Who wasn't shocked and disheartened by yet another tragic mass shooting, this time in Aurora, Colo.?
Like millions of Americans, my wife, Gena, and I send our heartfelt condolences and prayers to the victims of this murderous spree and their families.
We, too, commend the heroes who gave their lives to save others. Truly, every victim of this reprehensible executioner is in some way heroic, for the victims were injured or died in the midst of a culture war in which even our theaters and schools have become battlegrounds.
Moreover, we salute and support the Colorado peace officers, emergency medical and relief personnel, bomb squads, counselors, crises management workers, etc. -- all of whom care for violent crime victims and rally to reduce the increasing tides of illegal conduct and misguided behavior, just as their colleagues across our country do.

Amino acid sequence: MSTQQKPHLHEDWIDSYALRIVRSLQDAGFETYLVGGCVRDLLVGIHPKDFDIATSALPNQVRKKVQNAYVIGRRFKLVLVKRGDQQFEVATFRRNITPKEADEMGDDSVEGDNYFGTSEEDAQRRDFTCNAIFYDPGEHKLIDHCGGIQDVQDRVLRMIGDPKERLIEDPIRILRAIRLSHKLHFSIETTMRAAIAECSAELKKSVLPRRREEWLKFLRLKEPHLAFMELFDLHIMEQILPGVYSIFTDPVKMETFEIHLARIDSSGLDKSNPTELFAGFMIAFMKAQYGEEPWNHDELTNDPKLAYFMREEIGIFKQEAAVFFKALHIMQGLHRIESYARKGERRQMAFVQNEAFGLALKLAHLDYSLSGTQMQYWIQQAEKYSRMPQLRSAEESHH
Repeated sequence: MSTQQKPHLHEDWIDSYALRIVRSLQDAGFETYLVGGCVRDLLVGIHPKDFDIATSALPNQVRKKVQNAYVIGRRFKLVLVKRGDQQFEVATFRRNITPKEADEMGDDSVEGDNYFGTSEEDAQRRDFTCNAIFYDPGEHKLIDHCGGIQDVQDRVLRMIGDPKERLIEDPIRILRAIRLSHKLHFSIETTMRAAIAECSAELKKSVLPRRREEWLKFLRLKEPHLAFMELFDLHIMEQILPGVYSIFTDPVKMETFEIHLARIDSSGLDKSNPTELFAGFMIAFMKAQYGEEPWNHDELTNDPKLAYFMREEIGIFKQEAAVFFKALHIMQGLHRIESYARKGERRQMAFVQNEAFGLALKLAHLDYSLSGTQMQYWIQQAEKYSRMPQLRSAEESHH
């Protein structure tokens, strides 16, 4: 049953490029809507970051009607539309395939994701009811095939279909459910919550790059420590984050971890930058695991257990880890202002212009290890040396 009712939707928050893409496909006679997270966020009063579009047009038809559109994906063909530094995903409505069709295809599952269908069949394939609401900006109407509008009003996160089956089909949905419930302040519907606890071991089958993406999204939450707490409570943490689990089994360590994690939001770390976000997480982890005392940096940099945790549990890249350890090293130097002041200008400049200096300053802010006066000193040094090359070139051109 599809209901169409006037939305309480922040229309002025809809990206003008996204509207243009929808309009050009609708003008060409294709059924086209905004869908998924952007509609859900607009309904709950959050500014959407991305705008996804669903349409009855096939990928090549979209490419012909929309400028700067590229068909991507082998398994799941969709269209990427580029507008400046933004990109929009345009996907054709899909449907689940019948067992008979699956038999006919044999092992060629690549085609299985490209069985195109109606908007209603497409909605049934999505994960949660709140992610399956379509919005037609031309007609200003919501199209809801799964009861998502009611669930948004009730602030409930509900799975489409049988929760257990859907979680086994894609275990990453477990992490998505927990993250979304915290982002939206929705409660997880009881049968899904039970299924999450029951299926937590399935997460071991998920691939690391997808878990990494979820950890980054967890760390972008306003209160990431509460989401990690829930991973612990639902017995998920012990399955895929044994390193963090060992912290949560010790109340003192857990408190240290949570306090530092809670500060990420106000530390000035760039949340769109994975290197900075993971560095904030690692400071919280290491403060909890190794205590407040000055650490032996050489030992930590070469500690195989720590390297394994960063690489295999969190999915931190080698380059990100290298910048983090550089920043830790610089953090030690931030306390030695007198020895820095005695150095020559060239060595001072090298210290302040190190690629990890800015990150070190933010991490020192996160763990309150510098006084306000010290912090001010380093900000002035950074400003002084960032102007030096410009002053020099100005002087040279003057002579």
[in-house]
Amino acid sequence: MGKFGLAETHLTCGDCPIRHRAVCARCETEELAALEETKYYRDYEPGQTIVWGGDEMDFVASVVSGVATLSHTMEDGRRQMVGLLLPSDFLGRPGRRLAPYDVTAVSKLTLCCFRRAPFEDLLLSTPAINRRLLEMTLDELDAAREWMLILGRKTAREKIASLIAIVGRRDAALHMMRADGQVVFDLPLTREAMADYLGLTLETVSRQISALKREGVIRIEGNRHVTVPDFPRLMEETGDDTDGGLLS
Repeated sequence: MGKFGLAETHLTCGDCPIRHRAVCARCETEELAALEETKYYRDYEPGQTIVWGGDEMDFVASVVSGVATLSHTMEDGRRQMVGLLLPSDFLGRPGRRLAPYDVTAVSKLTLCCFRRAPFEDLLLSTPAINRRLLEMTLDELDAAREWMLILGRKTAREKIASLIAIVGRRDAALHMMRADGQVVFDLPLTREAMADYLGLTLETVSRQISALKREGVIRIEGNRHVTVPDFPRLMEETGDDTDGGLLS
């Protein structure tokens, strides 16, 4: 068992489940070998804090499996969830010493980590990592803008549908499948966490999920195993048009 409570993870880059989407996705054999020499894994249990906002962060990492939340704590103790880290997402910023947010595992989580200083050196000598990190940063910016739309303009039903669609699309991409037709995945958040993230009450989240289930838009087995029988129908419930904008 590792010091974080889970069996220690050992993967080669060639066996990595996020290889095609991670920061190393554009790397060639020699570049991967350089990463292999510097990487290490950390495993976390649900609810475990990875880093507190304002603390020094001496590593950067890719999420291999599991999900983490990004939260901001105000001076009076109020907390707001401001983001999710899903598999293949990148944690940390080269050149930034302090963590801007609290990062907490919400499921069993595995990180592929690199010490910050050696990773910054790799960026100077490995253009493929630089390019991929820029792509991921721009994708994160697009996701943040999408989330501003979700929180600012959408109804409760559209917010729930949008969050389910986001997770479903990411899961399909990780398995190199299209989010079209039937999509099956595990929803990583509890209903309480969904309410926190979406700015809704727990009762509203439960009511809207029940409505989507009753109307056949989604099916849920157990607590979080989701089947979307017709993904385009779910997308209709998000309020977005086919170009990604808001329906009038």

As Americans, we are all concerned with figuring out what we can do about the increase in violent crime. Marisa Randazzo, a psychologist who contributed to an extensive study of school shootings for the Secret Service, said, "The intensity and frequency of the attacks have increased since the events at Columbine."
So how can we continue to help reduce and prevent violent crime in our communities?
First, as with most societies' ills, the key to curbing crime is not more government expansion and spending. Nor is the answer dissolving our Second Amendment rights; countries with super-strict gun ownership laws have equally violent crimes and also proved that taking guns from good guys doesn't prohibit bad guys from obtaining them. Our Founding Fathers had a far better solution than more government and taking away guns from law-abiding citizens.
Though our founders initiated our government, they didn't expect it or the law of the land to establish and maintain civility. As proud as they were of their newfound republic, they would turn to and trust in God and "We the People" to usher in life, liberty, happiness, decency, respect, morality, honesty and restraint, to name a few.